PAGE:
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Ban The Use Of Sensitive Data For Political Advertising

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As a watchdog organisation, Liberties reminds politicians that respect for human rights is non-negotiable. We're determined to keep championing your civil liberties, will you stand with us? Every donation, big or small, counts.

We’re grateful to all our supporters

Your contributions help us in the following ways

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We are in the News

The EU’s Artificial Intelligence Act — the world's first comprehensive legal framework for AI — is in the final stages of negotiations before becoming law. Now, as the last details are being agreed, European lawmakers must seize the opportunity to safeguard human rights and firmly regulate the use of artificial intelligence. Crucially, however, the debate around the AI Act has given insufficient attention to a key feature: the act must establish a clearly defined link between artificial intelligence and the rule of law.

It's not that we don’t need to remind people of the speed or severity of the damage being caused to the planet. But if we want to bring people to our side, it can’t be the dominant ingredient in our messaging, Israel Butler writes.

As the GDPR turns five, certain EU lawmakers want to rip out some of its protections, so they can use our deeply personal information to tailor political ads and tip political elections and campaigns in their favour, Eleanor Brooks and Balazs Denes write.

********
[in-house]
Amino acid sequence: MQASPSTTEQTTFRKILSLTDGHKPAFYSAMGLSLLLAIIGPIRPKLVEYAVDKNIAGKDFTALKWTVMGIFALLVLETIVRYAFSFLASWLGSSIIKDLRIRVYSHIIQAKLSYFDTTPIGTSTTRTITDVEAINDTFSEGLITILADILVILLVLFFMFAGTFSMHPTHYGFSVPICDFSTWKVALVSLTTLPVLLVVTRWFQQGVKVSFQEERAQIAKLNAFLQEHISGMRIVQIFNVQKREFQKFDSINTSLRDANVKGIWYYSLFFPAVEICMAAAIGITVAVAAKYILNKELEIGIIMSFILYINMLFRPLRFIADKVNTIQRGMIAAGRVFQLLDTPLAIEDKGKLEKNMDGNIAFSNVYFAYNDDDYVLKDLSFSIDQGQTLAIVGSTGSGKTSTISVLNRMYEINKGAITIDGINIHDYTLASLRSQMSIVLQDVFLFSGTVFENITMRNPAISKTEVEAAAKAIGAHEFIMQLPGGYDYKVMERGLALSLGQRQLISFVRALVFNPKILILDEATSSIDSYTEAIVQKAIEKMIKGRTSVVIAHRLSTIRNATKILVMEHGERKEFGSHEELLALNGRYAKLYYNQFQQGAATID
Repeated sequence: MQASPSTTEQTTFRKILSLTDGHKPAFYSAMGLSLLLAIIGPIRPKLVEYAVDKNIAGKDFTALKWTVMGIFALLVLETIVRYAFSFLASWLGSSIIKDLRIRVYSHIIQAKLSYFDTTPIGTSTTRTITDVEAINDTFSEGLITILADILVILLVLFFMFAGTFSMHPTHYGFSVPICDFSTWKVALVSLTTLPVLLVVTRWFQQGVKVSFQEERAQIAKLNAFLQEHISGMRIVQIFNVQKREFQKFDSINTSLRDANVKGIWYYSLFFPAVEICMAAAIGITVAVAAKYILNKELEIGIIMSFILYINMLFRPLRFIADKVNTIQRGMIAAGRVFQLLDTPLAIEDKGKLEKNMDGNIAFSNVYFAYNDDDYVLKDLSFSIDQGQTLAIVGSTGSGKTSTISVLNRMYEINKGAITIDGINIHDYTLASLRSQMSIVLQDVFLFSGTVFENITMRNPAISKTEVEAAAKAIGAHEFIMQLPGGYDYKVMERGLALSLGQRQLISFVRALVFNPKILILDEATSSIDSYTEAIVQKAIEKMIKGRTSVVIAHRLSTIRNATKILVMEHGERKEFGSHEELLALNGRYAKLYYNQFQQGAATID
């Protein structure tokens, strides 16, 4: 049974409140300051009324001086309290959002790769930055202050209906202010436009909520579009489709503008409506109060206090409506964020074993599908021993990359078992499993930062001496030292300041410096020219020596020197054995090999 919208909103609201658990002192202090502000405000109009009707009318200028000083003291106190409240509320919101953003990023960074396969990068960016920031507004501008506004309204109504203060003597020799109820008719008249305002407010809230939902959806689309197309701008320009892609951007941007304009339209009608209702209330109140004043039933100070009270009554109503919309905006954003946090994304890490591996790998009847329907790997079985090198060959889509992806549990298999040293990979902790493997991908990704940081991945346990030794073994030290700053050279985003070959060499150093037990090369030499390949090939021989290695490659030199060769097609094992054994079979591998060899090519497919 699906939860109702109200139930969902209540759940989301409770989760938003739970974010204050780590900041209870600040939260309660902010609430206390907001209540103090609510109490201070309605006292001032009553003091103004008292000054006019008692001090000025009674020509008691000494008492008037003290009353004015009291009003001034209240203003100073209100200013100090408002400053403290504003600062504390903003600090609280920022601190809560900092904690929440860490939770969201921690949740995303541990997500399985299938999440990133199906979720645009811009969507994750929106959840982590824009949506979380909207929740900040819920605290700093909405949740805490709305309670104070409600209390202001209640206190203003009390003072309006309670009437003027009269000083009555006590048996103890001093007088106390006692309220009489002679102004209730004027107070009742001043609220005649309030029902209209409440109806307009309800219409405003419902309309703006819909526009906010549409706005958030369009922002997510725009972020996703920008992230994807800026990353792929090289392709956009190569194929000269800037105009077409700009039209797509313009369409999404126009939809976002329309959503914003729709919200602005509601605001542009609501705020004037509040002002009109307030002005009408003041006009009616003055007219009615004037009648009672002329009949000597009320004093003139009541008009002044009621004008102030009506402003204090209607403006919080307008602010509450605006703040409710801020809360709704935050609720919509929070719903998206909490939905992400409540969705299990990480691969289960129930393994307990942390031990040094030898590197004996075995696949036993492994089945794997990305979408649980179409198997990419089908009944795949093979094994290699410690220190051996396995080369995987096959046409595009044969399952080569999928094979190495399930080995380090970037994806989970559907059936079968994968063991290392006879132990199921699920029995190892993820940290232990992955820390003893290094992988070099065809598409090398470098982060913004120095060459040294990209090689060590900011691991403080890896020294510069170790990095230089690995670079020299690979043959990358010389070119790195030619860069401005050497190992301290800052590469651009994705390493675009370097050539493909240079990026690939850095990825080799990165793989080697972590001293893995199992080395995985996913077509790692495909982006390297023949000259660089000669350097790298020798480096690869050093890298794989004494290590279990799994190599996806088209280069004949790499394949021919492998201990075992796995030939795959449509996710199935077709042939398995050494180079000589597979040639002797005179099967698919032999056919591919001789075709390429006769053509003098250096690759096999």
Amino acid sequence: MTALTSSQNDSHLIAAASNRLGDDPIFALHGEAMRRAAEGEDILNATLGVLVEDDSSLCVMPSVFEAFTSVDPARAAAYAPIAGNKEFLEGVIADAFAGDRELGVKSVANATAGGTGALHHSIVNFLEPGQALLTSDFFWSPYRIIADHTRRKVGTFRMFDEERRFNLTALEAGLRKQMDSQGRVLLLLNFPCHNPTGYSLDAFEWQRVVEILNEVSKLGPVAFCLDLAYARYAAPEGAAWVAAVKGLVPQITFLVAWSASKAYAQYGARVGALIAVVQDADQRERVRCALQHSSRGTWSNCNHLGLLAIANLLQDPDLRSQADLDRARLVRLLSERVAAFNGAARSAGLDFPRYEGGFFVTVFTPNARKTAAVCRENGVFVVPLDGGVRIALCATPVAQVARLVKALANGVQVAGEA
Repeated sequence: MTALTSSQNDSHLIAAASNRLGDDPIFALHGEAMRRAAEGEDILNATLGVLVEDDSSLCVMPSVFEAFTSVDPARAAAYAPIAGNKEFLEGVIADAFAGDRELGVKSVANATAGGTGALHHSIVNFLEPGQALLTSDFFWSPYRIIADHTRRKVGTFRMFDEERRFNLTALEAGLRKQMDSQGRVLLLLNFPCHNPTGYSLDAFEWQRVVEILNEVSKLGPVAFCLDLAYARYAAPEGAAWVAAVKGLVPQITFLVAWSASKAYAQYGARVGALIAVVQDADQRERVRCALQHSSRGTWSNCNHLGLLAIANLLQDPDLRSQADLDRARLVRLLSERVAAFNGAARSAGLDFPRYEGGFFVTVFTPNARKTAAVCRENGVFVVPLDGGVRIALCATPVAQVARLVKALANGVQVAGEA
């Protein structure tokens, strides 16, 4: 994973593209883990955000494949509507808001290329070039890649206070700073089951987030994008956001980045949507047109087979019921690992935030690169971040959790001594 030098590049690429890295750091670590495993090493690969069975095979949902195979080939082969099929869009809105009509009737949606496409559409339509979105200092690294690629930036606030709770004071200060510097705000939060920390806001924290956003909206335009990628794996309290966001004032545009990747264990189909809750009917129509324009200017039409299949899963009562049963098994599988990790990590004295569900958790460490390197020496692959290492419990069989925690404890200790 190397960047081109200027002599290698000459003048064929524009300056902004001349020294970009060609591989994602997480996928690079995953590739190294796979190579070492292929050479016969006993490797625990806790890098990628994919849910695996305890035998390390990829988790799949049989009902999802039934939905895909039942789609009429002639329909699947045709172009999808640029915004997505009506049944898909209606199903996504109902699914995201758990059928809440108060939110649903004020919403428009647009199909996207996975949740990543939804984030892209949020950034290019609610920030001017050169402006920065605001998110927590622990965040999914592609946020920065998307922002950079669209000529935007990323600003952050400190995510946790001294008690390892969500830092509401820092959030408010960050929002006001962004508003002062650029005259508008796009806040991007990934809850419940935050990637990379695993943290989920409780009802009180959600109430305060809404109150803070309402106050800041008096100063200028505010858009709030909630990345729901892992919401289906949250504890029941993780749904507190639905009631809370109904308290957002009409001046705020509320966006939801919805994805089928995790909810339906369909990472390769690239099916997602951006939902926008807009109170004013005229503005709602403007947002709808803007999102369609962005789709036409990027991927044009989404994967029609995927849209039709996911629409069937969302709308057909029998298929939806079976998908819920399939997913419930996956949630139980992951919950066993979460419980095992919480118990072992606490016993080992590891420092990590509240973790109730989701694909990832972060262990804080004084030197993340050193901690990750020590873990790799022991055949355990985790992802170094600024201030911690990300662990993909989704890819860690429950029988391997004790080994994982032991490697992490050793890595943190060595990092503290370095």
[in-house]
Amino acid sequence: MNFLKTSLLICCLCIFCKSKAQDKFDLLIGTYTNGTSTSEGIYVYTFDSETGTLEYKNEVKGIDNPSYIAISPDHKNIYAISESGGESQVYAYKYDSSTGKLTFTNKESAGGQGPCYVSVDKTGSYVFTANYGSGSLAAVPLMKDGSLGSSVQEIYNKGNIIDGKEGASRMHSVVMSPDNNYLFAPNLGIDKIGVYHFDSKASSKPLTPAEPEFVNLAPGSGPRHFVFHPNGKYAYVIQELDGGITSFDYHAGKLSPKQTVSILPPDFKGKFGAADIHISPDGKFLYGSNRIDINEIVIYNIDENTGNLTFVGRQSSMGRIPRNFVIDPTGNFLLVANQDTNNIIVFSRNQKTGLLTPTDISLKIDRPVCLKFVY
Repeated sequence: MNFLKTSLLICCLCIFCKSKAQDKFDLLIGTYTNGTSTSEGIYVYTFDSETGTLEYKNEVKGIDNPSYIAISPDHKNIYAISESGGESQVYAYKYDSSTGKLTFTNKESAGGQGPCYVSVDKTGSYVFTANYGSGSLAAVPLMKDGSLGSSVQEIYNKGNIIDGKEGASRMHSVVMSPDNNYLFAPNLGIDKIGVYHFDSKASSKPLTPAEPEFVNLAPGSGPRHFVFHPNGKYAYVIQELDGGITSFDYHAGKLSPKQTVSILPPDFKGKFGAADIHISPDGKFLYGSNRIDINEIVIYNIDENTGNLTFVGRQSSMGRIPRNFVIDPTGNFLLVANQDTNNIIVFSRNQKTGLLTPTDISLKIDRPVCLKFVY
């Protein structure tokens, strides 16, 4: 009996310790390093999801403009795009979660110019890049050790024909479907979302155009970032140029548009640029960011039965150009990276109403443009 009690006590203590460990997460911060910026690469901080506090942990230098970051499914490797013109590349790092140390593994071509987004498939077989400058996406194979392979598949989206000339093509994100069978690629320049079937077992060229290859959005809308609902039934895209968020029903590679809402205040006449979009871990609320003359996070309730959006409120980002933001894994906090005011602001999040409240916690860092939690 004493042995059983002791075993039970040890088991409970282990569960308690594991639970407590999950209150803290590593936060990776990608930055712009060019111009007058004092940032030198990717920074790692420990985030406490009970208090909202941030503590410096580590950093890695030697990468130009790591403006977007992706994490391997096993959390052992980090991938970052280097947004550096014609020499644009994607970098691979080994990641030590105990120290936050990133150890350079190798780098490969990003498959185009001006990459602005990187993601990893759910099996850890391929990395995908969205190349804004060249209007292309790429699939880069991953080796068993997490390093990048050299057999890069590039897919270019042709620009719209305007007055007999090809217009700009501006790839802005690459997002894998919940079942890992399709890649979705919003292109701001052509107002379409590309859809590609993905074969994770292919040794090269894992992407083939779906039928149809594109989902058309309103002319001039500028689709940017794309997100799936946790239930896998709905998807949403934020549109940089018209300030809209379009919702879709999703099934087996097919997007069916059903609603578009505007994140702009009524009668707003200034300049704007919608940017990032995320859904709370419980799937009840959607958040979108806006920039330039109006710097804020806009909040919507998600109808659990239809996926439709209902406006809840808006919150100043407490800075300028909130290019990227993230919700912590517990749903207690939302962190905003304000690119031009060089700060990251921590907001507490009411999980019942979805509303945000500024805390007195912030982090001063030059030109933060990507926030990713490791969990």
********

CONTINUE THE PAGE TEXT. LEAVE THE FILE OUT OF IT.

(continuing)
The Commission’s proposed rules adopt and legitimize the smear that CSOs are potential trojan horses for foreign governments. As witnessed in Hungary and in Russia, authoritarian leaders weaponize transparency restrictions to break public trust in the work of CSOs, making it harder for them to fulfil their missions.

The European Commission vice-president was speaking in a week when the human rights watchdog Civil Liberties Union for Europe said abusive lawsuits against journalists were on the rise in a dozen EU countries.

Bringing together more than 20 citizens' rights organizations from 18 European Union countries, the Civil Liberties Union for Europe has just published the "Liberties 2023 Media Freedom Report.

Monday also saw the publication of the “Media Freedom Report 2023”, the second annual report on media freedom in the EU produced by the Civil Liberties Union for Europe.

A new report by the Civil Liberties Union for Europe shows that media freedom and pluralism continue to erode across the bloc. In some member states, new trends signal threats to media freedom where it has long been taken for granted; in others, free and independent journalism is nearing its final breath.

"The fourth annual rule of law report released on Tuesday by Liberties concluded that most EU countries made "little effort" over the past 12 months to resolve documented rule of law issues."

"The rule of law situation in 18 European countries, including Hungary, has been assessed in Liberties' Rule of Law 2023 report, and Hungary - along with Poland - remains at the bottom of the list," reports the Hungarian Telex.